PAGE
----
Without a doubt, adding Price and Craig Kimbrel made the Red Sox a much better team. In fact, Fangraphs projects Boston to have the best record in the American League this year. Yet, beneath the data, this is a team with several question marks and unsatisfying holes. Once again, the human reality casts doubt over the statistical romance, as fans are left yearning for more.

Quite frankly, when Clay Buchholz and Rick Porcello are currently slated to take the ball in Games 2 and 3 of a prospective playoff series, it’s difficult to be overly optimistic about the Sox’ chances. Similarly we have no idea what to expect from Pablo Sandoval or Hanley Ramirez, though initial reports indicate they’re working into better physical shape. And as for Jackie Bradley Jr. and Rusney Castillo? We saw exciting flashes last season, but whether they can take that next step into becoming regular stars remains to be seen.

Last year, the Red Sox won 78 games and finished in the AL East cellar, fifteen games behind the Blue Jays and eight adrift of a Wildcard berth. The introduction of Price and Kimbrel should help bridge those gaps, but there is no guarantee. The Yankees have also improved, theoretically, by trading for Aroldis Chapman and Starlin Castro, while the Orioles managed to retain a majority of their club, which looked to be falling apart at one stage. Again, we see that the Red Sox still have plenty of building to do.

So, what is left on the market for potential upgrades? Well, not a lot. The pool of adequate free agent starters has been reduced to Doug Fister, Yovani Gallardo, Mat Latos, Cliff Lee and Tim Lincecum, while the best remaining outfielders are Dexter Fowler and Austin Jackson. Of course, a trade is still possible, with the usual names lurking on the rumor mill, but the Red Sox may not be willing to use any more prospects as trade chips following the earlier blockbuster.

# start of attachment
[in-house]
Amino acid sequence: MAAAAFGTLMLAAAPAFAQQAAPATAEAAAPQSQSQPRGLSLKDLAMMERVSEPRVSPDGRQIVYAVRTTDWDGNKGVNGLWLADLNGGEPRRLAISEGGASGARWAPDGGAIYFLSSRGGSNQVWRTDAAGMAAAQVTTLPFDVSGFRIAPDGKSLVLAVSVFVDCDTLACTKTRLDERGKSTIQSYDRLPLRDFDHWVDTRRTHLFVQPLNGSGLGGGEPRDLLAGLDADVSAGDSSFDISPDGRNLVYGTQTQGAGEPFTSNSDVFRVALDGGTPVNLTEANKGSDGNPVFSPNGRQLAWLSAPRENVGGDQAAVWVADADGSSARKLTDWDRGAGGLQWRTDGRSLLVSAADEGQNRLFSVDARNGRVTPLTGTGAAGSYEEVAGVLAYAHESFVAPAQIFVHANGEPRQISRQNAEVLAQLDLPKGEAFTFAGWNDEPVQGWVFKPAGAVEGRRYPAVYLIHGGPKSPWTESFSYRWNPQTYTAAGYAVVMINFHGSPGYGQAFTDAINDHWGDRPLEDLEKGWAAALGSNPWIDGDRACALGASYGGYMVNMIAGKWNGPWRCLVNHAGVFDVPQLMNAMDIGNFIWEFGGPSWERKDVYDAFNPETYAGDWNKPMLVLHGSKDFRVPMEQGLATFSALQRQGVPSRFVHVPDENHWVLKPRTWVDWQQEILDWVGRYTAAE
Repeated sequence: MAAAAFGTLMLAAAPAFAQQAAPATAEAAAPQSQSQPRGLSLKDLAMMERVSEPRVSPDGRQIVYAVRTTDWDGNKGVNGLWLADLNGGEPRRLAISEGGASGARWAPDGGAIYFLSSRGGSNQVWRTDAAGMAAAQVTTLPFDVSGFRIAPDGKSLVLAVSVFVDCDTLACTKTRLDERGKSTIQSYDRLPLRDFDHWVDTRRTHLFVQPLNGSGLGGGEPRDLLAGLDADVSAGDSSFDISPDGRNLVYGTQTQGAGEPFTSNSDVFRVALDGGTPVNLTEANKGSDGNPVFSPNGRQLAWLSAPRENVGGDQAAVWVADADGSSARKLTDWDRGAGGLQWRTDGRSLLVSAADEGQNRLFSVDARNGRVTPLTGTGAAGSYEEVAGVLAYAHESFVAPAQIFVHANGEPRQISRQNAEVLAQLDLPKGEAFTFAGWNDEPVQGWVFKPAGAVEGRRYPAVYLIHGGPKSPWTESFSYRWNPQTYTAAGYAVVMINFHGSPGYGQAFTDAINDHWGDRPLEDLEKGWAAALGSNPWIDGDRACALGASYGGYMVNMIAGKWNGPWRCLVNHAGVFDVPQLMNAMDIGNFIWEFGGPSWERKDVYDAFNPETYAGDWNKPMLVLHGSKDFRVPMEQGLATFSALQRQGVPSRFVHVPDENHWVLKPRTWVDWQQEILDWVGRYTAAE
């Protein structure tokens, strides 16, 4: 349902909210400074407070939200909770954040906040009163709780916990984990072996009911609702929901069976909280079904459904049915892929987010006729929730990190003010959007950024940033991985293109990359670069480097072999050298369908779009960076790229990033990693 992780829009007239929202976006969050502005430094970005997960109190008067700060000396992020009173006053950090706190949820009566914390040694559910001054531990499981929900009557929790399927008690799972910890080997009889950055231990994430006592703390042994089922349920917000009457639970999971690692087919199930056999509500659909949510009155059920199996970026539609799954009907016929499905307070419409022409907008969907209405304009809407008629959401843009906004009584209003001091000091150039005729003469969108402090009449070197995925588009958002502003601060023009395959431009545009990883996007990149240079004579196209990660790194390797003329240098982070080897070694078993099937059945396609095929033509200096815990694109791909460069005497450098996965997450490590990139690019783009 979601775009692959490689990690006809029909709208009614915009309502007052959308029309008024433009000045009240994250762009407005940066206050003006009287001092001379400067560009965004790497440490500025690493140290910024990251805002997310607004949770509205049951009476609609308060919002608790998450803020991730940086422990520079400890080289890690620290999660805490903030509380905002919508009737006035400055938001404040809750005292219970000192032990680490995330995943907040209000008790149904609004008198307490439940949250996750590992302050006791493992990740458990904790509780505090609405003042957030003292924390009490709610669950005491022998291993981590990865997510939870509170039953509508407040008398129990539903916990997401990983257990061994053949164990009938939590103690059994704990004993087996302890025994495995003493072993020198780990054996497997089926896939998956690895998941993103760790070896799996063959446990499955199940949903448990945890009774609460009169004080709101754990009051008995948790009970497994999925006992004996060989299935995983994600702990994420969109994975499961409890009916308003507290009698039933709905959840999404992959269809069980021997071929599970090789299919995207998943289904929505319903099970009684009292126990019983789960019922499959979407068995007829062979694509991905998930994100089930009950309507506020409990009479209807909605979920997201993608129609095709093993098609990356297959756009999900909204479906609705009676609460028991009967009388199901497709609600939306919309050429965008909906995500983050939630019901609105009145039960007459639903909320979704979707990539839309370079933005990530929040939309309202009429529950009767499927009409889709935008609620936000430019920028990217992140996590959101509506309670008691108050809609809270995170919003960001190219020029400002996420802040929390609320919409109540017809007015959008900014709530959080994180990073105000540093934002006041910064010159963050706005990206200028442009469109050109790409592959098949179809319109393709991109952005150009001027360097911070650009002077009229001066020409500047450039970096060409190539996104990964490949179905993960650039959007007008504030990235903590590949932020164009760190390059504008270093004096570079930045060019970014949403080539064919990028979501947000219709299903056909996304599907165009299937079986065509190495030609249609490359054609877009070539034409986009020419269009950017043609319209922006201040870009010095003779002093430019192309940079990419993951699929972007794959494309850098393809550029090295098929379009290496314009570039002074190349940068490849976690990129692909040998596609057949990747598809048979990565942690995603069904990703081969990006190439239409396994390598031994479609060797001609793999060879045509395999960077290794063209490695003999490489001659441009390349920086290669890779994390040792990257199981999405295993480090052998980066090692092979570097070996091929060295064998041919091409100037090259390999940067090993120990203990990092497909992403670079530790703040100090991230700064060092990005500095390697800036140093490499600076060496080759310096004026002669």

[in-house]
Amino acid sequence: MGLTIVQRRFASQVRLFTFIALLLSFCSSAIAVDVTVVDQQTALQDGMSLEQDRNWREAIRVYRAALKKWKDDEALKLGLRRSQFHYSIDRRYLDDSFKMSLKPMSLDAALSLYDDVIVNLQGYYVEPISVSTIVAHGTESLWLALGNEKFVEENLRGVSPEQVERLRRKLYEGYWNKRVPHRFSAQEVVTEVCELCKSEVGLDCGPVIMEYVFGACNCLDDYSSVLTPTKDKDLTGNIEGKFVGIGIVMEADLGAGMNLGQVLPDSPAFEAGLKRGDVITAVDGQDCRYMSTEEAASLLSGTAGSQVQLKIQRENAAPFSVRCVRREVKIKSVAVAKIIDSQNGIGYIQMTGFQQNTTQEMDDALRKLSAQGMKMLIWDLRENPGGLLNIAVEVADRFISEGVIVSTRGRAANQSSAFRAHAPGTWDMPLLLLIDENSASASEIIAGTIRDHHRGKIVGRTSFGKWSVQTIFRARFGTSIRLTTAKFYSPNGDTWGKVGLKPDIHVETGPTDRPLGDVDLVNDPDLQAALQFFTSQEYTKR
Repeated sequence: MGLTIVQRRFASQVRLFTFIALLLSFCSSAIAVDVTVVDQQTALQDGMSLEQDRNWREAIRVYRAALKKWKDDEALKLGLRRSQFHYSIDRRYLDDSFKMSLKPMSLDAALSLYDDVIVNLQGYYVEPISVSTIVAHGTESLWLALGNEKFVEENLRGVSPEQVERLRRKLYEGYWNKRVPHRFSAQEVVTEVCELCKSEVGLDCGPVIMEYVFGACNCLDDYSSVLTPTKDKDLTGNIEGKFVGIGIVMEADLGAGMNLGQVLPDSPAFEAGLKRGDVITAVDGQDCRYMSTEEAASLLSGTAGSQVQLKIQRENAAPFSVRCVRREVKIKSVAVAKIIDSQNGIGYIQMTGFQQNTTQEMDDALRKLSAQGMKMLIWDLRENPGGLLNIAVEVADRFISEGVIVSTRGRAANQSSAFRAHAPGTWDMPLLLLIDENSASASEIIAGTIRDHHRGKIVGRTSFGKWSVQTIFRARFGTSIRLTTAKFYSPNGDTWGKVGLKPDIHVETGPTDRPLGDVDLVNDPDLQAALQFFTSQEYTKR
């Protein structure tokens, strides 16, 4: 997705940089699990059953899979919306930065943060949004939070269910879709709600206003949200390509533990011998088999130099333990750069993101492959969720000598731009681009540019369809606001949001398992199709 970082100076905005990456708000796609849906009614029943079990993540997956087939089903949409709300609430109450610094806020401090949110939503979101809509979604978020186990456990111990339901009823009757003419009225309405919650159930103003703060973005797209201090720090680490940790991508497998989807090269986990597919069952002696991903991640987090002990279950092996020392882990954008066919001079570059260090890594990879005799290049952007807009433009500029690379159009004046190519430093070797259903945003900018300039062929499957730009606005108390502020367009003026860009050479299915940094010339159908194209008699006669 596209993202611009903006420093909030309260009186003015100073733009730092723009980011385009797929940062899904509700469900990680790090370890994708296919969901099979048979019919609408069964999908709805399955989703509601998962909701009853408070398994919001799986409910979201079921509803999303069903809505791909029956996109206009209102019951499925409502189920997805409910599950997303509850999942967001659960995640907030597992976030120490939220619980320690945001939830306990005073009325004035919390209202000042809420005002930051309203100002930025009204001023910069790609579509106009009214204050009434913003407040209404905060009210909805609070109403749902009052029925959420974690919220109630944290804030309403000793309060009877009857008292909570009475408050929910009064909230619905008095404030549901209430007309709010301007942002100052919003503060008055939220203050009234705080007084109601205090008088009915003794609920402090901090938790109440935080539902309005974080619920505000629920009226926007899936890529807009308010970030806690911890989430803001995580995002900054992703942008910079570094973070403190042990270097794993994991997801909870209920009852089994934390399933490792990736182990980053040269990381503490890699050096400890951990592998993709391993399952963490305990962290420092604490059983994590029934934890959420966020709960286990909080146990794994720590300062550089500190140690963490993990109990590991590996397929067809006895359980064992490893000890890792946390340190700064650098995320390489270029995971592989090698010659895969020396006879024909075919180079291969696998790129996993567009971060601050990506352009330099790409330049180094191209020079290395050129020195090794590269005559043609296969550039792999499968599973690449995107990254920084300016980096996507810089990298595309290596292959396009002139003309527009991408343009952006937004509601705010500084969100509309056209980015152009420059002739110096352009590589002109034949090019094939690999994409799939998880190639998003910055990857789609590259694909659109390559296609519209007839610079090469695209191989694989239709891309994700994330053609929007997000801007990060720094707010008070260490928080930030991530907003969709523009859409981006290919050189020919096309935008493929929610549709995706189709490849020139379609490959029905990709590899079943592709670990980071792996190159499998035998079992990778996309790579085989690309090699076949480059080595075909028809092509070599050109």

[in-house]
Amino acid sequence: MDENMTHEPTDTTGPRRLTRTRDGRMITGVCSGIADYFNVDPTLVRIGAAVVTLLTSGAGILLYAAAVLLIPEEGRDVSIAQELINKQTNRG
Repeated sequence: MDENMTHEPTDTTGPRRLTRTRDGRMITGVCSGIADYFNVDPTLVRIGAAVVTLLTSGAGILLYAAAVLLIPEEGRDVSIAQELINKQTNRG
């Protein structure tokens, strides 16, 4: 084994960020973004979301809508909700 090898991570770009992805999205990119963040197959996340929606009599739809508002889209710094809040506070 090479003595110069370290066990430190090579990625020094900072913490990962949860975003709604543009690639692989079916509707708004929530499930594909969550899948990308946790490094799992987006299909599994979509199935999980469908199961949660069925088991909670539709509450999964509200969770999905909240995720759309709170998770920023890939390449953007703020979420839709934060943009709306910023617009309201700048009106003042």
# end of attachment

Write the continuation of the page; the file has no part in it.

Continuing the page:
Ultimately, the Red Sox are now in their best position since October 2013. But, unfortunately, that doesn’t say much considering how bad the intervening years were. Boston can certainly rely on Price and Kimbrel to produce, and Mookie Betts, Blake Swihart, Xander Bogaerts and Dustin Pedroia are primed for big seasons, but a string of questions will need to be answered in the affirmative for Boston to truly rebound.

There’s still just over two months until Opening Day, so Dave Dombrowski has time to continue dealing. He inherited a core and has begun to build diligently around it. Perhaps those efforts just need to be accelerated, if the dreams of Red Sox Nation are to be realized soon.

Red Sox Add Kimbrel, Send Signal of Intent

When the Red Sox traded for San Diego closer Craig Kimbrel last week, shock waves reverberated around the baseball world. Such a trade can be viewed as a defiant signal of intent, a confirmation of Boston’s rekindled commitment to acquiring elite talent.

Red Sox add kimbrel

In Kimbrel, the Red Sox added a genuine star. The bullpen ace will turn 28 in May, but has already amassed 225 saves in five full Major League seasons. Only thirty-eight pitchers have ever saved more games in baseball history, which is indicative of Kimbrel’s prodigious ability. Given his relative youth, Craig figures to have a legitimate shot at 500 saves, a plateau reached only by Mariano Rivera and Trevor Hoffman thus far.

Of course, the Red Sox didn’t want to give up dazzling prospects such as Manuel Margot, Javier Guerra, Carlos Asuaje and Logan Allen, but the opportunity to rebuild a woeful bullpen around one of the two best closers in the game was too good to pass up. Dave Dombrowski has often struggled to construct a strong relief corps, but Kimbrel gives him an enviable cornerstone.

Moreover, this trade was highly symbolic. From a philosophical perspective, it indicated that, after years of indifference and indecision, the Red Sox are ready to go all-in and recommit to investing heavily to win now, rather than just stockpiling assets for a tomorrow that may never arrive. Dombrowski is the ultimate win-now architect, and ownership has clearly granted him autonomy to reshape the Red Sox into a powerhouse.